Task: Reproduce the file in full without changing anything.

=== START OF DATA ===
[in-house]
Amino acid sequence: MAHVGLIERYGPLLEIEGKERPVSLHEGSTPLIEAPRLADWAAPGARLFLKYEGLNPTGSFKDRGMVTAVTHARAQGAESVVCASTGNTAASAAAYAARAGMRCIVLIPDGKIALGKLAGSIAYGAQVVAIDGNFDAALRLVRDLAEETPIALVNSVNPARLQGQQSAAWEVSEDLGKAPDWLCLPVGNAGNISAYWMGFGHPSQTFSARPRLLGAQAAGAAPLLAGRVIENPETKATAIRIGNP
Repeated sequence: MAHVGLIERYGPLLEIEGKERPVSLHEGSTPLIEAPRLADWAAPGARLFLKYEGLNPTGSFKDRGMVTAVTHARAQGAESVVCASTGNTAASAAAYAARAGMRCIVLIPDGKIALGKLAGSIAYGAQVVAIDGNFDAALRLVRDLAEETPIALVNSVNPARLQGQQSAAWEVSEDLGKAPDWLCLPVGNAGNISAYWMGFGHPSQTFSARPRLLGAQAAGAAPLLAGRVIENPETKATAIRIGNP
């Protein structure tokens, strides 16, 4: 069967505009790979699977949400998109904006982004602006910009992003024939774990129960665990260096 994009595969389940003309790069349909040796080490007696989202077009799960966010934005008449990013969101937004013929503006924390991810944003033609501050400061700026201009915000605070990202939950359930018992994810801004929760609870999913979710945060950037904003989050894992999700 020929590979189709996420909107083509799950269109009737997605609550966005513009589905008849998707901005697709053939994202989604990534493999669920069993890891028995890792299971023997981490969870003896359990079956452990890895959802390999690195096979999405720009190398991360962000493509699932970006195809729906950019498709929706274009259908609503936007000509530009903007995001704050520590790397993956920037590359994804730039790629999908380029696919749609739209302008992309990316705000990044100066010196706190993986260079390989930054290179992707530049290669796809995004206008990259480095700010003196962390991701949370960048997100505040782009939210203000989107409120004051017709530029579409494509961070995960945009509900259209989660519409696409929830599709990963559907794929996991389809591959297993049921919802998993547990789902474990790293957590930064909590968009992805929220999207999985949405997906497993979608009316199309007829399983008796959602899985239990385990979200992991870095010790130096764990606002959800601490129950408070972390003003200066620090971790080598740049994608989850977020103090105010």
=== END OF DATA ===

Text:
[in-house]
Amino acid sequence: MAHVGLIERYGPLLEIEGKERPVSLHEGSTPLIEAPRLADWAAPGARLFLKYEGLNPTGSFKDRGMVTAVTHARAQGAESVVCASTGNTAASAAAYAARAGMRCIVLIPDGKIALGKLAGSIAYGAQVVAIDGNFDAALRLVRDLAEETPIALVNSVNPARLQGQQSAAWEVSEDLGKAPDWLCLPVGNAGNISAYWMGFGHPSQTFSARPRLLGAQAAGAAPLLAGRVIENPETKATAIRIGNP
Repeated sequence: MAHVGLIERYGPLLEIEGKERPVSLHEGSTPLIEAPRLADWAAPGARLFLKYEGLNPTGSFKDRGMVTAVTHARAQGAESVVCASTGNTAASAAAYAARAGMRCIVLIPDGKIALGKLAGSIAYGAQVVAIDGNFDAALRLVRDLAEETPIALVNSVNPARLQGQQSAAWEVSEDLGKAPDWLCLPVGNAGNISAYWMGFGHPSQTFSARPRLLGAQAAGAAPLLAGRVIENPETKATAIRIGNP
């Protein structure tokens, strides 16, 4: 069967505009790979699977949400998109904006982004602006910009992003024939774990129960665990260096 994009595969389940003309790069349909040796080490007696989202077009799960966010934005008449990013969101937004013929503006924390991810944003033609501050400061700026201009915000605070990202939950359930018992994810801004929760609870999913979710945060950037904003989050894992999700 020929590979189709996420909107083509799950269109009737997605609550966005513009589905008849998707901005697709053939994202989604990534493999669920069993890891028995890792299971023997981490969870003896359990079956452990890895959802390999690195096979999405720009190398991360962000493509699932970006195809729906950019498709929706274009259908609503936007000509530009903007995001704050520590790397993956920037590359994804730039790629999908380029696919749609739209302008992309990316705000990044100066010196706190993986260079390989930054290179992707530049290669796809995004206008990259480095700010003196962390991701949370960048997100505040782009939210203000989107409120004051017709530029579409494509961070995960945009509900259209989660519409696409929830599709990963559907794929996991389809591959297993049921919802998993547990789902474990790293957590930064909590968009992805929220999207999985949405997906497993979608009316199309007829399983008796959602899985239990385990979200992991870095010790130096764990606002959800601490129950408070972390003003200066620090971790080598740049994608989850977020103090105010």